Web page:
Norfolk fly-tipping campaign backed, but critics say ‘horse already bolted’ after DIY waste charges
PUBLISHED: 11:40 07 September 2018 | UPDATED: 12:36 07 September 2018
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A campaign to combat fly-tipping in Norfolk has been backed by county councillors, but critics said it comes “after the horse had bolted.”
In April, Conservative-controlled Norfolk County Council removed a concession which had allowed people to leave up to 80 litres of DIY waste at its recycling centres for no charge.
That means people now have to pay a number of charges, such as £3 for getting rid of a bag of rubble and item of timber, and £9 for plasterboard.
Non DIY household waste can still be disposed of for free.
The council said the move would save it £280,000 a year, but critics said it had led to an increase in fly-tipping.
The council says its own figures show fly-tipping increased by 7pc in April to June of this year, but had fallen by 13pc compared to that period two years ago.
It says the data around the effects of their DIY waste change and recent incidents of illegal dumping are limited, but is under close review.
But, with fly-tipping costing councils £1m a year, County Hall wants to join forces with district, borough and the city council for a campaign over fly-tipping, based on a model in Hertfordshire.
Officers said that saw a drop of 17.9pc in the number of incidents in the first year.
But Labour’s Terry Jermy, who represents Thetford West, said: “My fear is that the public will see it as the council shutting the door after the horse has bolted. We should have done this before the DIY waste charges case in, rather than after.
“Of course, we support it, but I wish this council had got its act together before and not after.”
Liberal Democrat Tim East, who represents Costessey, said: “This is nothing more than a sham. It’s an educational campaign and it’s all about platitudes and exhortations and does not address the issues.”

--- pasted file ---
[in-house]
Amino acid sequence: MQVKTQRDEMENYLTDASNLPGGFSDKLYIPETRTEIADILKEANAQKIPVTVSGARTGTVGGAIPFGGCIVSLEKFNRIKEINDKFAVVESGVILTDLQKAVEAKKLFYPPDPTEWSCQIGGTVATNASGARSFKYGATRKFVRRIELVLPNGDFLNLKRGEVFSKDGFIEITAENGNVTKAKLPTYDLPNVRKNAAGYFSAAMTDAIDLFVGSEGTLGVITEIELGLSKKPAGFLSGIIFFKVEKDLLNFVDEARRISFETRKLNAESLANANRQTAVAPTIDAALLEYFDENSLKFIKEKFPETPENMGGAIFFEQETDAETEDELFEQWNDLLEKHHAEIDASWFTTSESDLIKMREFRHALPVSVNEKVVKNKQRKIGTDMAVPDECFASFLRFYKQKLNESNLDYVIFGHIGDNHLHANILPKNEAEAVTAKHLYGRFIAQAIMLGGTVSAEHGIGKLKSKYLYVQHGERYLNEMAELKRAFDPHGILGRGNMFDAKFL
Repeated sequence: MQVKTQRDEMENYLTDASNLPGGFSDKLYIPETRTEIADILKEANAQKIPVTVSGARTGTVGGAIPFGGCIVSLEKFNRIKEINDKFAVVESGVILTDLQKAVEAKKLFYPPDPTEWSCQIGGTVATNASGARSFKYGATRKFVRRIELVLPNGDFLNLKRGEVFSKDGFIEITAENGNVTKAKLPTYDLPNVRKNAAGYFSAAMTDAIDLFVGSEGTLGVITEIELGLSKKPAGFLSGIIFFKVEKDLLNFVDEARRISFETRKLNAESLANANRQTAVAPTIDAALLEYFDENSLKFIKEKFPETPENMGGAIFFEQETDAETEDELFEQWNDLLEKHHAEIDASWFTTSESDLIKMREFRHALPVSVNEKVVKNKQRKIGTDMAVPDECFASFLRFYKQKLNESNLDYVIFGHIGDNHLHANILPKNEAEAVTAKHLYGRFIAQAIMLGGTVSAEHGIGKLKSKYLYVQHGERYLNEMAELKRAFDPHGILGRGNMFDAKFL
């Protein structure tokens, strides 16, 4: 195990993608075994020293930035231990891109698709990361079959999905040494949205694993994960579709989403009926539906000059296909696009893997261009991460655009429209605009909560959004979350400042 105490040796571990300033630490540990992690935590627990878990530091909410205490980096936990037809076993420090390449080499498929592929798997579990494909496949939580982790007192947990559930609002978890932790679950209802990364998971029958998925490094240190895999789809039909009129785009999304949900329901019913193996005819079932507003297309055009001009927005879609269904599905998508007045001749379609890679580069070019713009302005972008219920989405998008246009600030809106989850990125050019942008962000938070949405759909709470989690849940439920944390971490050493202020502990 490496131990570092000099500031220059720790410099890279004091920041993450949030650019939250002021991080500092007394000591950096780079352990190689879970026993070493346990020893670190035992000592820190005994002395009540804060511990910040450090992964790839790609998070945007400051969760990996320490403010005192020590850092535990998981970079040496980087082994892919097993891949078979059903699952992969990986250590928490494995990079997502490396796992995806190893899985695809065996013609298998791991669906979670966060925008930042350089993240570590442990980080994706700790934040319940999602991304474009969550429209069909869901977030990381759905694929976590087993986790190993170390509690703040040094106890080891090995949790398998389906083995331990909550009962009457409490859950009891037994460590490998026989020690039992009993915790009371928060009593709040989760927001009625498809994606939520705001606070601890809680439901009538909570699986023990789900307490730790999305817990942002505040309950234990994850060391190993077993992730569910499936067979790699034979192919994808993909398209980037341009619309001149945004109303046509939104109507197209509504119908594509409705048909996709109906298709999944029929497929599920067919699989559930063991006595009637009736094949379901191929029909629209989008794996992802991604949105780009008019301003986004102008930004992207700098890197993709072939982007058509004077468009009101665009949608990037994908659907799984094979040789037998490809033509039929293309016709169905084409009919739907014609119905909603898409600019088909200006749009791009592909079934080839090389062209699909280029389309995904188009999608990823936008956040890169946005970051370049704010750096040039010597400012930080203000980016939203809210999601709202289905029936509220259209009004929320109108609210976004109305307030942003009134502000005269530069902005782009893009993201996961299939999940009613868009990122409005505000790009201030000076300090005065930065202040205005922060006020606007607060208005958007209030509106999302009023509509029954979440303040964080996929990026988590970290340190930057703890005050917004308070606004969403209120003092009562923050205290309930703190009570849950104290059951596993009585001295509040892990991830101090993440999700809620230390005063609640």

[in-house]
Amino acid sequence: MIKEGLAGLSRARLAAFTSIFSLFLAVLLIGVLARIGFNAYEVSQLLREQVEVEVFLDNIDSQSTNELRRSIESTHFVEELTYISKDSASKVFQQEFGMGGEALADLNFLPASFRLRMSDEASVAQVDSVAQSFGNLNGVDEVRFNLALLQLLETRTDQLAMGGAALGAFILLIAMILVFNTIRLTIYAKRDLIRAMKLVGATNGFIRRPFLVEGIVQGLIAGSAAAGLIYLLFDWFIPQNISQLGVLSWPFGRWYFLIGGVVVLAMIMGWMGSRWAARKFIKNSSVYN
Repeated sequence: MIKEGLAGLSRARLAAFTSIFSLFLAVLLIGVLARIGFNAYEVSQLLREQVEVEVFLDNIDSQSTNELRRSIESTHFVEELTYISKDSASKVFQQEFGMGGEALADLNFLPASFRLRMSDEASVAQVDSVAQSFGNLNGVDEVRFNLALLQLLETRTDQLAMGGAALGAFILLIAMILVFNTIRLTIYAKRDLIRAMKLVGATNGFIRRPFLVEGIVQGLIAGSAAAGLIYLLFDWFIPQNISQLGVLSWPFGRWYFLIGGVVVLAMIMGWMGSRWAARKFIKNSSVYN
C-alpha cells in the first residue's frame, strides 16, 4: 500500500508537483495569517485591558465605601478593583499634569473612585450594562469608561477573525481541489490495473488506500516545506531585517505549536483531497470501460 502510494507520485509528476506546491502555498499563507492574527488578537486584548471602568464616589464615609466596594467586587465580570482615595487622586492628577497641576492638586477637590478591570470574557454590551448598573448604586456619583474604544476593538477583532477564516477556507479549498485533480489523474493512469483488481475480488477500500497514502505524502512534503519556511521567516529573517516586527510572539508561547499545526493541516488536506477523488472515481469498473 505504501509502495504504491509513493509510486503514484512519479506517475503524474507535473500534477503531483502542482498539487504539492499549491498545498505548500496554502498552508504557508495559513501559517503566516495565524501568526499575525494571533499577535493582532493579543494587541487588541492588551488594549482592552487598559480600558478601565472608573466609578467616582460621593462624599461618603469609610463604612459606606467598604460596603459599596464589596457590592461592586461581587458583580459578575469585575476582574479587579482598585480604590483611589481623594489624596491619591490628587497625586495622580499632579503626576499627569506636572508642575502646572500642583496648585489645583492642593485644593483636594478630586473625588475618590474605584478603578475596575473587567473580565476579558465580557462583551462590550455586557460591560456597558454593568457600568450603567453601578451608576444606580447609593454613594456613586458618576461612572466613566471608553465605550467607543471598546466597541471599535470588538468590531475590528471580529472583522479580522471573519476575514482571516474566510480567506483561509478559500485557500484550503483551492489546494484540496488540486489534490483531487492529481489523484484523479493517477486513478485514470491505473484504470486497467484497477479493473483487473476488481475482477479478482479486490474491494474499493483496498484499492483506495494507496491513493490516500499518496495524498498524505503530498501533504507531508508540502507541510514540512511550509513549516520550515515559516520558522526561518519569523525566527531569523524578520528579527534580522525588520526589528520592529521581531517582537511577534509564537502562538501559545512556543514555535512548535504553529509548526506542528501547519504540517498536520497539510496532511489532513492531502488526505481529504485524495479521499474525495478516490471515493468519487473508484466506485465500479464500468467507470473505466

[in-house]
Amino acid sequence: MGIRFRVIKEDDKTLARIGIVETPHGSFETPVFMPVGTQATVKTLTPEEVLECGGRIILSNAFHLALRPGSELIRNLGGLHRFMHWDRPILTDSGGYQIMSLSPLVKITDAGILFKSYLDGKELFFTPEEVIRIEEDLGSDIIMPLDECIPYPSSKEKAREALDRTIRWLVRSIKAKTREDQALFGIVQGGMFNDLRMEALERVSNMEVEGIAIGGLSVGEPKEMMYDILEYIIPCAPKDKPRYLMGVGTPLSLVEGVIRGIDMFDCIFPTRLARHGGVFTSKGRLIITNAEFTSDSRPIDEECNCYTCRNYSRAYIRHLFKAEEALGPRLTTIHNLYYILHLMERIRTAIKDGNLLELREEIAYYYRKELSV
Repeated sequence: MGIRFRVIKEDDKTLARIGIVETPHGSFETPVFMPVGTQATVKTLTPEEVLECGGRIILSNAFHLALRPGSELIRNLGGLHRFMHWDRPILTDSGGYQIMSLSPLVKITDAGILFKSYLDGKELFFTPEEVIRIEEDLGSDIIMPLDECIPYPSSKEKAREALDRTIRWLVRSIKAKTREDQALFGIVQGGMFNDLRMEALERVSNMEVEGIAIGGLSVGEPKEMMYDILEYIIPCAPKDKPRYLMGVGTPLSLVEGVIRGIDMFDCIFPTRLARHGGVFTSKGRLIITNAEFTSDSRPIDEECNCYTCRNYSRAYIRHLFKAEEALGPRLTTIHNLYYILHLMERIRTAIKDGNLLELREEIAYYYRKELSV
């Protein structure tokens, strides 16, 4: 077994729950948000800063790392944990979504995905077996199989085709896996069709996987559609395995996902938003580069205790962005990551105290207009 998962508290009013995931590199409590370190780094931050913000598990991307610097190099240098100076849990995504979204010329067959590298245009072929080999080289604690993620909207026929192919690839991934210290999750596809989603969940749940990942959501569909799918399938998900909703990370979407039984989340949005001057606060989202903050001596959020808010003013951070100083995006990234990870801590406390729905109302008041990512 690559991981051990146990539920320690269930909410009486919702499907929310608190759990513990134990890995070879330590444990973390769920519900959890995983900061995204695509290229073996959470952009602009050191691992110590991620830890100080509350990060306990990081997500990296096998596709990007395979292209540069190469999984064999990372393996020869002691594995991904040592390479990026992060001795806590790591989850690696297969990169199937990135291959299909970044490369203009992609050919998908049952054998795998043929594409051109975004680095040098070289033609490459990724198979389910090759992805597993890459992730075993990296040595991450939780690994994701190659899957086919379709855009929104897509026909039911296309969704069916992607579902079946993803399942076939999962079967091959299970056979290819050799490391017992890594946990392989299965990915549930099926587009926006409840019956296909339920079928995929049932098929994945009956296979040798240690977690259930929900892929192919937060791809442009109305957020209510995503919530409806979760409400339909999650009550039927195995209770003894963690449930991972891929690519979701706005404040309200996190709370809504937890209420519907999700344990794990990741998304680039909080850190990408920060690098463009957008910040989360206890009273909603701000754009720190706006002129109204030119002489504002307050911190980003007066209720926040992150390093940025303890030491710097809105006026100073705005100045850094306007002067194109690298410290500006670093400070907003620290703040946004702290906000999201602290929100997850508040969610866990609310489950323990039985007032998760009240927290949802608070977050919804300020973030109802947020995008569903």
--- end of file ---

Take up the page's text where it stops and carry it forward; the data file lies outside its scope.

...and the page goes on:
He said there were just six prosecutions in Norfolk for fly-tipping last year and an action plan was needed, along with lobbying of the government to change legislation to make prosecution simpler.
Joel Hull, head of waste at the council, said the first phase of the campaign was more educational, but the second phase would focus on issues such as lobbying for legislation change.
Andy Grant Conservative councillor for Lothingland, said Great Yarmouth Borough Council took a zero tolerance approach to littering and had carried out 17 prosecutions.
He said: “The message has to be that all fly-toppers are scum and they should all be prosecuted.”
The campaign will need to be backed by the Norfolk Waste Partnership, which has representatives from district, borough and the city council.
What are the charges?
Charges to dispose of DIY waste were introduced at Norfolk County Council’s 20 recycling centre in April.
People can still dispose of household waste for free.
But these are the charges for DIY-type waste (cost is per item/per 80 litre bag or equivalent:
Plasterboard and plaster - £9 (£15 at Mile Cross) Rubble £3 including: floor and wall tiles; sinks, toilets and ceramic shower trays; bricks, concrete and concrete posts; paving slabs and stones Timber £3 including: fitted kitchen units; fitted and built in furniture; doors, door frames and skirting; fence panels; wooden garden structures; decking, fencing, trellises, pergolas and arches Non-recyclable £5 including: insulation and roof felt; plastic guttering, drains and facia’ baths and shower trays; soil and turf; pond liners and garden membranes; doors, windows and frames Flat glass £5 - including windows and glass doors Metals - no charge.